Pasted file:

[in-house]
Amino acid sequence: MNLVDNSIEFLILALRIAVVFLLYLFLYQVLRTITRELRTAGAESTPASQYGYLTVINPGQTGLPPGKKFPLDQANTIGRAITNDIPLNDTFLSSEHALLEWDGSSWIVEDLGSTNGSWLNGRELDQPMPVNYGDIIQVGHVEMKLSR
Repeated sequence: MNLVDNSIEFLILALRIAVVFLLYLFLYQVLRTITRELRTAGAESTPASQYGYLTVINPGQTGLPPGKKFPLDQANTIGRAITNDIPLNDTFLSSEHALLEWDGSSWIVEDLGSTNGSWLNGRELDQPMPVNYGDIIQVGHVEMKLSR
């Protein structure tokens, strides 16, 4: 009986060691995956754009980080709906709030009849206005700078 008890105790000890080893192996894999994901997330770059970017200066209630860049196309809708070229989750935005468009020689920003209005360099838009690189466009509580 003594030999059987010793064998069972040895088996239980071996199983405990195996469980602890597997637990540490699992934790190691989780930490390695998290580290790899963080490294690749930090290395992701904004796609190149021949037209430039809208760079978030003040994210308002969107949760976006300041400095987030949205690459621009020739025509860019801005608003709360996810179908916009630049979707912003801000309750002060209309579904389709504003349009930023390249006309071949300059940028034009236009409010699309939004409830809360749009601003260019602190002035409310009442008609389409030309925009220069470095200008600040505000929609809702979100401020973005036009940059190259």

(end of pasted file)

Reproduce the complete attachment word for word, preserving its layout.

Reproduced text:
[in-house]
Amino acid sequence: MNLVDNSIEFLILALRIAVVFLLYLFLYQVLRTITRELRTAGAESTPASQYGYLTVINPGQTGLPPGKKFPLDQANTIGRAITNDIPLNDTFLSSEHALLEWDGSSWIVEDLGSTNGSWLNGRELDQPMPVNYGDIIQVGHVEMKLSR
Repeated sequence: MNLVDNSIEFLILALRIAVVFLLYLFLYQVLRTITRELRTAGAESTPASQYGYLTVINPGQTGLPPGKKFPLDQANTIGRAITNDIPLNDTFLSSEHALLEWDGSSWIVEDLGSTNGSWLNGRELDQPMPVNYGDIIQVGHVEMKLSR
């Protein structure tokens, strides 16, 4: 009986060691995956754009980080709906709030009849206005700078 008890105790000890080893192996894999994901997330770059970017200066209630860049196309809708070229989750935005468009020689920003209005360099838009690189466009509580 003594030999059987010793064998069972040895088996239980071996199983405990195996469980602890597997637990540490699992934790190691989780930490390695998290580290790899963080490294690749930090290395992701904004796609190149021949037209430039809208760079978030003040994210308002969107949760976006300041400095987030949205690459621009020739025509860019801005608003709360996810179908916009630049979707912003801000309750002060209309579904389709504003349009930023390249006309071949300059940028034009236009409010699309939004409830809360749009601003260019602190002035409310009442008609389409030309925009220069470095200008600040505000929609809702979100401020973005036009940059190259």